On Saturday October 11th, Syracuse’s newest gallery, ArtRage, celebrated its grand opening with the presentation of Combat Paper, a collection of visual works and poetry made from the remains of war veterans’ uniforms. This exhibition is an extension of the Combat Paper Project, co-founded by Drew Cameron (veteran) and Drew Matott (civilian) at Green Door Studio in Burlington, VT.
The uniforms of the artists—former Army soldiers and Marines from the Iraq War, as well as uniforms of war veterans from World War II and Vietnam—are ripped, cut into pieces, and turned into pulp, which is then used to make the paper on which the art is created.
While this exhibition sounds tailor-made for controversy and derision, it isn’t meant to be. According to Combat Paper’s written purpose, which meets visitors immediately upon entering the gallery, the project is about “dignity and reclamation…we are able to use the transformative process of papermaking to challenge the traditional narratives around warfare, patriotism, military service, and heroism.”
None of the works in the exhibition are framed—the borders of the paper are left tattered and irregular, as if to give the emotional nature of the visuals freedom to be ugly and uninhibited in its truth. The aesthetics of the pieces are surprisingly diverse, encompassing abstract expressionism, traditional book and papermaking, and a mixed media form called “pulp printing.”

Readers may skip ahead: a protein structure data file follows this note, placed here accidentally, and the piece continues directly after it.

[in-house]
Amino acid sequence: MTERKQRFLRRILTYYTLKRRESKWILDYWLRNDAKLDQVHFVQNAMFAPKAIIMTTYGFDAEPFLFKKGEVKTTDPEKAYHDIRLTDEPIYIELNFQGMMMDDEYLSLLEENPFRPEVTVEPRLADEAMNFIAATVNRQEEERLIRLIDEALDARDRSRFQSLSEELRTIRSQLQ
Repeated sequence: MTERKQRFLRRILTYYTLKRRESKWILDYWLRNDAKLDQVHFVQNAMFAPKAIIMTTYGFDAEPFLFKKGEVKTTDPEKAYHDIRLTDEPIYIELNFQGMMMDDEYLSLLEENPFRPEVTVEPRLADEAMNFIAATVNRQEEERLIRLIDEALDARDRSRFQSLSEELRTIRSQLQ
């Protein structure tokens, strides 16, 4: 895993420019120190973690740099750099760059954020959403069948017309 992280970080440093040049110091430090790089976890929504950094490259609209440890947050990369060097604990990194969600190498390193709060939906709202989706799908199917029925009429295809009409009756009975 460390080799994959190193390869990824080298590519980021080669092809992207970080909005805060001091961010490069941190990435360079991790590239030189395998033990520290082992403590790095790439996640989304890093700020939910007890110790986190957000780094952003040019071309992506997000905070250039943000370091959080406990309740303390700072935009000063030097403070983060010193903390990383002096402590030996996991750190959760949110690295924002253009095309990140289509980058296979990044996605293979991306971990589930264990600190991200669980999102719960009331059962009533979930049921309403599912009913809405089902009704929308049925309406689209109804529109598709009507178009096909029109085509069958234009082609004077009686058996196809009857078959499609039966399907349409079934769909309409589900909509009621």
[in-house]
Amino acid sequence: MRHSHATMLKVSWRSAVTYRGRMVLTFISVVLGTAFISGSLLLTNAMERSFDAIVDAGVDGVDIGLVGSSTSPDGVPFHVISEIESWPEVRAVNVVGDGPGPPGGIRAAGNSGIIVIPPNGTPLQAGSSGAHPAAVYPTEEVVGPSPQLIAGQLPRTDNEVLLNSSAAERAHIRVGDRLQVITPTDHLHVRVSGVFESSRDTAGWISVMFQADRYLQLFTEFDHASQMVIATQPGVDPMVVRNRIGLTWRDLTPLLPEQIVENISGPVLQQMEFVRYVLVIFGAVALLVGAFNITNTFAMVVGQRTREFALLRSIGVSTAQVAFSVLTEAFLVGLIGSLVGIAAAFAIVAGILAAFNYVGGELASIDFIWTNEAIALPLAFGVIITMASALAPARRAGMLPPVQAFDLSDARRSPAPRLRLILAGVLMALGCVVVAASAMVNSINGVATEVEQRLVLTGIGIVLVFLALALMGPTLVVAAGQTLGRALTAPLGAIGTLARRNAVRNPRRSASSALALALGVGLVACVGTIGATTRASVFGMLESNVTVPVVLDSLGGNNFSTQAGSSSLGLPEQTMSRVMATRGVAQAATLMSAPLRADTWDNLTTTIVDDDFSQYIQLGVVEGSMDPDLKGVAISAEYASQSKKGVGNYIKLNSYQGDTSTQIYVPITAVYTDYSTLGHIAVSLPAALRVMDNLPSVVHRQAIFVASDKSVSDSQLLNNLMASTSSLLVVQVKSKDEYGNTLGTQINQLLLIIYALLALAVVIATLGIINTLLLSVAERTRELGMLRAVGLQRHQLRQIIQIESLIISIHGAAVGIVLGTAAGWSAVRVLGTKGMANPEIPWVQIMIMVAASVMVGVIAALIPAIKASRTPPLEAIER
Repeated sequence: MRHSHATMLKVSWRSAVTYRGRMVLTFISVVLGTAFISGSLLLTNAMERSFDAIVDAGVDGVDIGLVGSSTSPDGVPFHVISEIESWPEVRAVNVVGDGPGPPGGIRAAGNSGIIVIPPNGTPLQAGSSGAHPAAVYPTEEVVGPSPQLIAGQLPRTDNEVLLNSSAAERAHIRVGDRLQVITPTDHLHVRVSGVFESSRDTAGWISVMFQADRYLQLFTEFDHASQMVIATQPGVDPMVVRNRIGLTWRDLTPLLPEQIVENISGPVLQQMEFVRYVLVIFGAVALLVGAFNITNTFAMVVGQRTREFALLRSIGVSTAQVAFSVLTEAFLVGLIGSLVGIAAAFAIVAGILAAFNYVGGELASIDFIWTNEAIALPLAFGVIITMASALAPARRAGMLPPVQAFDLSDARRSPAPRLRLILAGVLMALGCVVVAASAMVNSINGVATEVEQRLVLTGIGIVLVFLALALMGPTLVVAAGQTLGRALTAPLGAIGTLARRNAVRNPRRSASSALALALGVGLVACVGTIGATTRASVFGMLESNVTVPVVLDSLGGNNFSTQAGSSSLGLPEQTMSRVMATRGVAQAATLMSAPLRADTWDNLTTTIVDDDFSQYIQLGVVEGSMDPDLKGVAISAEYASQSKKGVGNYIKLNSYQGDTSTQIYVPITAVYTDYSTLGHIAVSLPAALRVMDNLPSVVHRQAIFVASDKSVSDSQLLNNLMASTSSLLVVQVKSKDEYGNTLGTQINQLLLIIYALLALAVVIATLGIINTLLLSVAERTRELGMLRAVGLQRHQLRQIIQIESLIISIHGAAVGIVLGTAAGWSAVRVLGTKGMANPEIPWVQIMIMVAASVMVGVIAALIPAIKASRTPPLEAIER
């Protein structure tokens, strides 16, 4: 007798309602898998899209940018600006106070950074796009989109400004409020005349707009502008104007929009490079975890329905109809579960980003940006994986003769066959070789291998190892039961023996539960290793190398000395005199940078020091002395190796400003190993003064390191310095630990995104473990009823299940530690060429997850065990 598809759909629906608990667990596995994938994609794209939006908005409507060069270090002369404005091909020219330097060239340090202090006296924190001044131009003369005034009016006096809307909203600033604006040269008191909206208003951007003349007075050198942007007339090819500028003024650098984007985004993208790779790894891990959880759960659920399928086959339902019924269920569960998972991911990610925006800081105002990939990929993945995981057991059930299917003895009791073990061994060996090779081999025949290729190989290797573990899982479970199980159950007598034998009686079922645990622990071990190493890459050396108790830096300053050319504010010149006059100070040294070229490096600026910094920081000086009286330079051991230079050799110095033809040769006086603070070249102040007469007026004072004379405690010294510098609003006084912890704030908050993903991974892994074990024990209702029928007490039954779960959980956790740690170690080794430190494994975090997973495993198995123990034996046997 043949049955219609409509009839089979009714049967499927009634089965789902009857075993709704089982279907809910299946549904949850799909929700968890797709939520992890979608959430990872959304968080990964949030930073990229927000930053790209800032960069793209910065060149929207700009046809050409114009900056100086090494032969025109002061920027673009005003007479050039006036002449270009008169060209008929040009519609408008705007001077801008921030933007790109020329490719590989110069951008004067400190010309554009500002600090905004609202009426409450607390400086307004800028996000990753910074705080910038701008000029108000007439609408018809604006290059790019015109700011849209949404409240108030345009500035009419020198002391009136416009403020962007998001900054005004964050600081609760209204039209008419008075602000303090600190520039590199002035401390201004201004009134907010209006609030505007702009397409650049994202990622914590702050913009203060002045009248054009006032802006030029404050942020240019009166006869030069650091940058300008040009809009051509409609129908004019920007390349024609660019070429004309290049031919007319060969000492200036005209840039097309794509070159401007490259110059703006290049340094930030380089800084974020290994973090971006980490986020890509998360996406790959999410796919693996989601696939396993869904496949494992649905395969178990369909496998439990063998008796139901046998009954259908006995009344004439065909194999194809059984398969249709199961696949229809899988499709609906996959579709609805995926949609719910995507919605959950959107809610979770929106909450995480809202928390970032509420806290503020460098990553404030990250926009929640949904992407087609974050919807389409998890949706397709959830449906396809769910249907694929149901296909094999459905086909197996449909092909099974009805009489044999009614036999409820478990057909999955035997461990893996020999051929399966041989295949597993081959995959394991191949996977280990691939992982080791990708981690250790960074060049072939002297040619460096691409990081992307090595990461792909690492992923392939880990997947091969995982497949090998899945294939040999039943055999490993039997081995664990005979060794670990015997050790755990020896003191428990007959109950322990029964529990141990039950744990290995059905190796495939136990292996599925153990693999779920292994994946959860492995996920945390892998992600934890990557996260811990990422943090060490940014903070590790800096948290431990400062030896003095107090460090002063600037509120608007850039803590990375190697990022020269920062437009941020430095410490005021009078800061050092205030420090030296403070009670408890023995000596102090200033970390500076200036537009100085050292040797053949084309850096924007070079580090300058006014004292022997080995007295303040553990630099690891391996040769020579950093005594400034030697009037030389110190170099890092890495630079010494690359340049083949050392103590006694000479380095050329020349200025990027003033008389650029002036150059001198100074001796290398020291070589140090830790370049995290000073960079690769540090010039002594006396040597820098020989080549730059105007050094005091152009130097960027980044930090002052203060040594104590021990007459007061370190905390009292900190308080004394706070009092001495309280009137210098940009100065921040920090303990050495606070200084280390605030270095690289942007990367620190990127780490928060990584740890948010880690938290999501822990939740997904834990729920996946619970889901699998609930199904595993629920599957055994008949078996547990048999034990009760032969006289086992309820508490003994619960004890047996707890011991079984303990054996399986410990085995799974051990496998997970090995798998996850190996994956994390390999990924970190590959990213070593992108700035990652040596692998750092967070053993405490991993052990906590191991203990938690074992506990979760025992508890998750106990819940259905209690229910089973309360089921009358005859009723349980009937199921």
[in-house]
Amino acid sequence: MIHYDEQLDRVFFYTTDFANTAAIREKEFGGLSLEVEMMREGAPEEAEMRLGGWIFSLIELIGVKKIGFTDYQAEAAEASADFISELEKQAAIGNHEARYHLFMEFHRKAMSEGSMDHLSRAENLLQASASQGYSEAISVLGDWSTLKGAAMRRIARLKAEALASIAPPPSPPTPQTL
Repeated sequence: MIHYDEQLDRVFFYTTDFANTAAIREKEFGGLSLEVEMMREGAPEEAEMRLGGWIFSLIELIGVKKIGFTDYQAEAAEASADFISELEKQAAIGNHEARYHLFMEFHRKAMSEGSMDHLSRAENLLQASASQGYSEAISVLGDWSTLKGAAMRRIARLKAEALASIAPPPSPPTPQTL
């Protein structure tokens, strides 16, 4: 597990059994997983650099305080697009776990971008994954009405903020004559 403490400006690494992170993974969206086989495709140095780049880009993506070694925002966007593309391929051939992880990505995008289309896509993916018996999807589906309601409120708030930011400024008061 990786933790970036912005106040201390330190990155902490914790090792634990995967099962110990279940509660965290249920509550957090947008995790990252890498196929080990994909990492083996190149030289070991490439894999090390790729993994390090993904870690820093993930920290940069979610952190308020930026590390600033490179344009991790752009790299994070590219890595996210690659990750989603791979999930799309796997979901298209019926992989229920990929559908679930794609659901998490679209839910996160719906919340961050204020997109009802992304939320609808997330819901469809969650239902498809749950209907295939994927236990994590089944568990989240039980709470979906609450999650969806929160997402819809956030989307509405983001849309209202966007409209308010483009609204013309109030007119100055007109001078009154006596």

This is a new technique developed by Matott, in which digital photographs are manipulated by reducing the DPI (dots per inch) of the photograph, producing a silkscreen of the image, and then spraying pulp over the silkscreen, which is applied to the wet paper. In “It starts within,” the viewer sees a man shedding the visual trappings of his soldiering life, sequentially in a series of six “pulp-printed” images. In this way the artist/veteran communicates the piece-by-piece process of finding his post-war voice.
Despite vehement anti-war sentiment throughout, the exhibition’s strength is its ability to transcend the political diatribes of the Iraq War, stressing the need for honest communication between veterans and U.S. citizens about war’s atrocities. The artwork is both visually and thematically cohesive, indicative of a specific era in American history while not being stuck in it interminably.
The true value of Combat Paper is that it is not merely a one-off art show, but an ongoing project, as the artists tour the country giving papermaking workshops, poetry readings, and lectures to other war veterans. In that way, paper becomes the renewable resource used to rejuvenate lives in the face of destruction.
ArtRage gallery, located at 505 Hawley Ave., will show Combat Paper through November 1st.
~ Daniel J. Kushner